Published Online: 22 January 2013
Page Count: 11
Assistant Professor, GSI Fellow, Dept. of Civil Engineering, Maltepe Univ., Istanbul,
Frost, J. David
Professor, School of Civil & Environmental Engineering, Georgia Institute of Technology, Atlanta, GA
(Received 17 February 2012; accepted 17 September 2012)
Temperature is one of many important environmental variables that can impact the long-term performance, strength, and deformation characteristics of many man-made construction materials, including geosynthetics. The functional engineering properties of these materials must remain within acceptable limits during their service life to ensure that the overall design and performance are acceptable. In the case of geosynthetics used in landfills and other applications, laboratory interface shear tests are performed under standard test conditions, including temperature. Information emerging today shows that geosynthetic interfaces (i.e., in landfill liner applications) experience elevated temperatures resulting from exothermic reactions occurring in the waste body, amongst other factors. To this end, the field conditions at elevated temperatures should also be simulated in the laboratory during physical/mechanical laboratory tests in order for researchers to better understand in situ functional engineering properties and operational performance of manmade geo-construction materials. For this purpose, a temperature-controlled chamber was designed and developed to allow the shear behavior of geosynthetic–geosynthetic and soil–geosynthetic interfaces to be evaluated at different temperatures. This paper describes both the development and the validation of the test system. The results of experimental investigations are presented to illustrate how the shear behavior of interfaces between nonwoven polypropylene geotextile and smooth and/or textured high density polyethylene geomembrane, as well as those between rounded and/or angular sand and geomembranes, change with temperature. The results provide insight into the importance of being able to independently control this variable during mechanical testing in the laboratory.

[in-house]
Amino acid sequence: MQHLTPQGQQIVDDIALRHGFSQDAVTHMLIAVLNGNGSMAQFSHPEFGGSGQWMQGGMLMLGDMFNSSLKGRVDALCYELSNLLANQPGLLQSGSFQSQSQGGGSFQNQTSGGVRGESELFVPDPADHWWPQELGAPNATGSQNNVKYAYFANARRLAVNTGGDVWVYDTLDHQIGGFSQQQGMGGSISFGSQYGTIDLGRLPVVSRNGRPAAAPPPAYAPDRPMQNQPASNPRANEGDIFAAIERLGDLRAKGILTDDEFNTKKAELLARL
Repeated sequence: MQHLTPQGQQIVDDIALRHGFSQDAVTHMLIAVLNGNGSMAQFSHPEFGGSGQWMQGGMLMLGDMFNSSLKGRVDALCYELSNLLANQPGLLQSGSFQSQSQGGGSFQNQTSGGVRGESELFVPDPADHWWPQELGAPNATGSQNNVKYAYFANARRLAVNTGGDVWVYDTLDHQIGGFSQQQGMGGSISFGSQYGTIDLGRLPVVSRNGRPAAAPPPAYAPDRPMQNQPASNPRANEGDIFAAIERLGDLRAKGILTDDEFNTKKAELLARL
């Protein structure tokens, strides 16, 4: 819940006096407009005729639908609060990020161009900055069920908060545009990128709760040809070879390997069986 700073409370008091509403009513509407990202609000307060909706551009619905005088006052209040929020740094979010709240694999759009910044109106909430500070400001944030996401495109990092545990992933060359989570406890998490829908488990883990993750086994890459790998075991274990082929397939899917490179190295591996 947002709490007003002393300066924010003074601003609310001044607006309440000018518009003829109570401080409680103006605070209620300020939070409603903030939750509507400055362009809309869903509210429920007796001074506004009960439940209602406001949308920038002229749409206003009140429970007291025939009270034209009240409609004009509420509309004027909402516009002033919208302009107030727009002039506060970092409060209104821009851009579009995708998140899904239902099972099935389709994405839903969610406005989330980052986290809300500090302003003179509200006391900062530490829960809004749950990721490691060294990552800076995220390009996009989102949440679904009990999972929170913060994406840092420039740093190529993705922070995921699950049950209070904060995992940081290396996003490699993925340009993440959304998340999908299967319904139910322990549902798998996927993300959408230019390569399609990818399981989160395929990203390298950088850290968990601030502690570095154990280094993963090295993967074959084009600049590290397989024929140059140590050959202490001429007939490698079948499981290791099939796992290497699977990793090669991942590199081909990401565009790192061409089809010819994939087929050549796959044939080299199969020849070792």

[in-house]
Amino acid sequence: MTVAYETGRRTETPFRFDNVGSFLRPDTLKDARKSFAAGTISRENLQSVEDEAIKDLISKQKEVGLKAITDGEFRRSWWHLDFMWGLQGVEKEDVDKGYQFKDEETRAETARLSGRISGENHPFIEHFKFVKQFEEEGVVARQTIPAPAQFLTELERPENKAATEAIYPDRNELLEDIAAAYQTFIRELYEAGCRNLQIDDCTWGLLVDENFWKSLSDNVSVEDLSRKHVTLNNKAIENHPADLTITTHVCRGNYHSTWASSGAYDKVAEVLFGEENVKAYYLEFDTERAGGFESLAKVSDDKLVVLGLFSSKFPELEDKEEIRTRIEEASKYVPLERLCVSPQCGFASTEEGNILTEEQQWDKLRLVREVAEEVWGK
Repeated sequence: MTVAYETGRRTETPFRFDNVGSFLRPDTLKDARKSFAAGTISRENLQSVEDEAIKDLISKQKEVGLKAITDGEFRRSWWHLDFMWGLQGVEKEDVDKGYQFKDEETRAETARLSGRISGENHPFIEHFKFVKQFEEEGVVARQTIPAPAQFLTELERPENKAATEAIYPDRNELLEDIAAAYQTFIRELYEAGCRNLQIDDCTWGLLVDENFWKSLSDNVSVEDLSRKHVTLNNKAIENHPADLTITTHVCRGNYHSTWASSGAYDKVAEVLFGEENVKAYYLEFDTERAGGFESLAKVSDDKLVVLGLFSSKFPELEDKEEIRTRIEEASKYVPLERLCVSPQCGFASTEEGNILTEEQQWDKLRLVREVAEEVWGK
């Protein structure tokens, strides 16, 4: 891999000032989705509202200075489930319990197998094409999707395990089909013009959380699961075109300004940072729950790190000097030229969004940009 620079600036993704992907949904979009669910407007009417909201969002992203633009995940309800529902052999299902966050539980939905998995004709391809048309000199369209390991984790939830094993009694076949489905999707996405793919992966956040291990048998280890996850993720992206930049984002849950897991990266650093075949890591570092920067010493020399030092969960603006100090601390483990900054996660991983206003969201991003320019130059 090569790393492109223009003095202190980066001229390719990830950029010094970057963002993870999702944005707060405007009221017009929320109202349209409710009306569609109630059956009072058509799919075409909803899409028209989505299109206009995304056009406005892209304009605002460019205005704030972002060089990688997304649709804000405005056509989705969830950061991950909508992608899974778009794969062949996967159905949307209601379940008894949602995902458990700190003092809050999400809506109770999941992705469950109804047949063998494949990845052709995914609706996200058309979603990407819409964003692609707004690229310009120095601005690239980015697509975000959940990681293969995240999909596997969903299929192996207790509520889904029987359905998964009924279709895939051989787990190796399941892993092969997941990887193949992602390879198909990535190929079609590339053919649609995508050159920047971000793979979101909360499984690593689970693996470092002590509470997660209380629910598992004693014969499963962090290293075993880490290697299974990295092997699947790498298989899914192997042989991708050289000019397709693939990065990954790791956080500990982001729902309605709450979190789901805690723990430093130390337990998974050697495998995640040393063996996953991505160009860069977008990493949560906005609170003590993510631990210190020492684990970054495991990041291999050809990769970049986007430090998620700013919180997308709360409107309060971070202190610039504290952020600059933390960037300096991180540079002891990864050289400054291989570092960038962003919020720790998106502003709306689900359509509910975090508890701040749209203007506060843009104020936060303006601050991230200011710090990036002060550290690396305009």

Paper ID: JTE20120036